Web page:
Rather wish the US Gov had kept that in mind in regards to Iraq, rather than pissing away the same with really stupid agitprop of the lowest quality.

Re the Glittering Eye post, well, you recall my little "jihad" with that Pundita character, who I regard with contempt, over her transparently stupid remarks re the Ikhouane and Nazi party connexions. That was clearly a case where she (once again it appears) was unequipped to sift through sourcing and understand spin and agendas.

Well, to your collective taste.
Hi Col-

The cited story also " reads wrong" in English.

Not that I speak Chinese, but translated documents of Communist Party bigwig chatter, Russian or Chinese, has a certain consistent character to the dialogue that isn't right with this story. It reads like something written from scratch with a subset of Western readers in mind.

I agree that makes good economic sense, especially since most scholars try hard to get their citations right. Most errors are honest and minor typographical ones.

Michael Bellesiles should have raised red flags immediately though. His thesis was counterintuitive which requires a higher standard of skepticism and resting his claim primarily on probate records was simply weird.

If you are looking at what were representative chattel possessions for the American colonial era you look at account books, not probate records. In a cash-poor " household" economy most everyone who was lettered kept detailed account books while a far smaller slice of the population would find their estates inventoried for probate court( and then not with the same meticulous detail).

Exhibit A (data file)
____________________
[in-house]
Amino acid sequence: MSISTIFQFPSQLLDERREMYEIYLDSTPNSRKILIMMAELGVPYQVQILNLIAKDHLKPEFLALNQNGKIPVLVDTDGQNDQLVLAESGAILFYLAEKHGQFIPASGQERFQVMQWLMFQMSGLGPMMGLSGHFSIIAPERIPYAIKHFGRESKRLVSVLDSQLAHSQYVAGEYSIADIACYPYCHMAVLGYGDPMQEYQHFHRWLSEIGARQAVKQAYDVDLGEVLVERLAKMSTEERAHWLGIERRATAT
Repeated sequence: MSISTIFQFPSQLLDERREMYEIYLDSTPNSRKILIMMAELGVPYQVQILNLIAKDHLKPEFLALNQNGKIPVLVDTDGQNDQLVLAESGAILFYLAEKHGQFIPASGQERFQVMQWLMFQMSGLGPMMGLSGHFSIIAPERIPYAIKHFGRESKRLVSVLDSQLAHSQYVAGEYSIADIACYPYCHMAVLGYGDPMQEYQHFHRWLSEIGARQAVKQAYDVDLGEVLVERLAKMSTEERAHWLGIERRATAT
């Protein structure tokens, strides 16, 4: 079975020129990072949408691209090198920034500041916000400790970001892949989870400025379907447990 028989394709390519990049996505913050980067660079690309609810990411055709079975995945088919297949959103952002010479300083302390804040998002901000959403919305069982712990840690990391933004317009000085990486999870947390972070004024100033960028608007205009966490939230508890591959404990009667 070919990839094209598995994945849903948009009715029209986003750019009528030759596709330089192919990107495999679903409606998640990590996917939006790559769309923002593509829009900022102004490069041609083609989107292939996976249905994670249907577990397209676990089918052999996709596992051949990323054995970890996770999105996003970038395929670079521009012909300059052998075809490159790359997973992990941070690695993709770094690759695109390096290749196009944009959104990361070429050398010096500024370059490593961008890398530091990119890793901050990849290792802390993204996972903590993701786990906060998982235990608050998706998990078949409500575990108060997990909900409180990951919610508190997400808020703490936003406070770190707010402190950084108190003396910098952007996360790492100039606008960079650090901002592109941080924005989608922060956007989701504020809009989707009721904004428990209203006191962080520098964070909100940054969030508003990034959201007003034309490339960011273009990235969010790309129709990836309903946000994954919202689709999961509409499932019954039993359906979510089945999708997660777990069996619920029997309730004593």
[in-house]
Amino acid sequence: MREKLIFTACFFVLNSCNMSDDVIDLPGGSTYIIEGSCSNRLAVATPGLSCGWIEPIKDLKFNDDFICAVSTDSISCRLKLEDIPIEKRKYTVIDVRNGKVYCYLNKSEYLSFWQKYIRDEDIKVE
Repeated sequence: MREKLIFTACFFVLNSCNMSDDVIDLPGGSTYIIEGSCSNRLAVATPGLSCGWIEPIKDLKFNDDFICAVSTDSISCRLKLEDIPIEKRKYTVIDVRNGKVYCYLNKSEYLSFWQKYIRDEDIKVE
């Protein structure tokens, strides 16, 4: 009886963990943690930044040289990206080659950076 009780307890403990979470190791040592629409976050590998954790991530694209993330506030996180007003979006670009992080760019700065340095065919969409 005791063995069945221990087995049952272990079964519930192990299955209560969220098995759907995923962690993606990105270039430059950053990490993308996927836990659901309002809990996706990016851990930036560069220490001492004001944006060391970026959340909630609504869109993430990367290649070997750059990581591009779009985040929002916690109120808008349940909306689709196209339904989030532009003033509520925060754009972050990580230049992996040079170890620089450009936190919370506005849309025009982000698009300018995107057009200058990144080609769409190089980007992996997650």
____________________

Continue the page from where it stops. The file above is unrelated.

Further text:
As it turned out, the reason was that Bellesiles was inventing much of his data yet he swept past his department, his editors and the Bancroft prize committee. Mostly in my view because his thesis gave then a warm glow inside.

Yes, your war with Pundita was something else - caused my email box to runneth over for a few days. No harm done though, that's what blogging is about
Really now? And you were a mere bystander. Well, I am sure I set off a number of people.

Well, when people say stupid things.....

That aside the lesson is as Glittering Eye had it, critical reading of sources and the like.

And knowing the sources.
It's weird but I get a lot of flak sometimes for whom I link to/who comments here. It's episodic but my delete key is a constant.

I'd be on the blogroll of one popular conservative blog except for the fact that I occasionally have nice things to say about Juan Cole. Moreover, although I'm certainly well on the right, my independent thinking has gone over poorly with one leading right-wing activist. Say la vie.

On the flip side, a few correspondents from the Left can be relied upon to go bonkers when I link to Don Surber or some other avowed GOP partisan.
I like your blog, please list it on my favourite Blog Directory.

It has lots of links to blog search google blogs

William MacDonald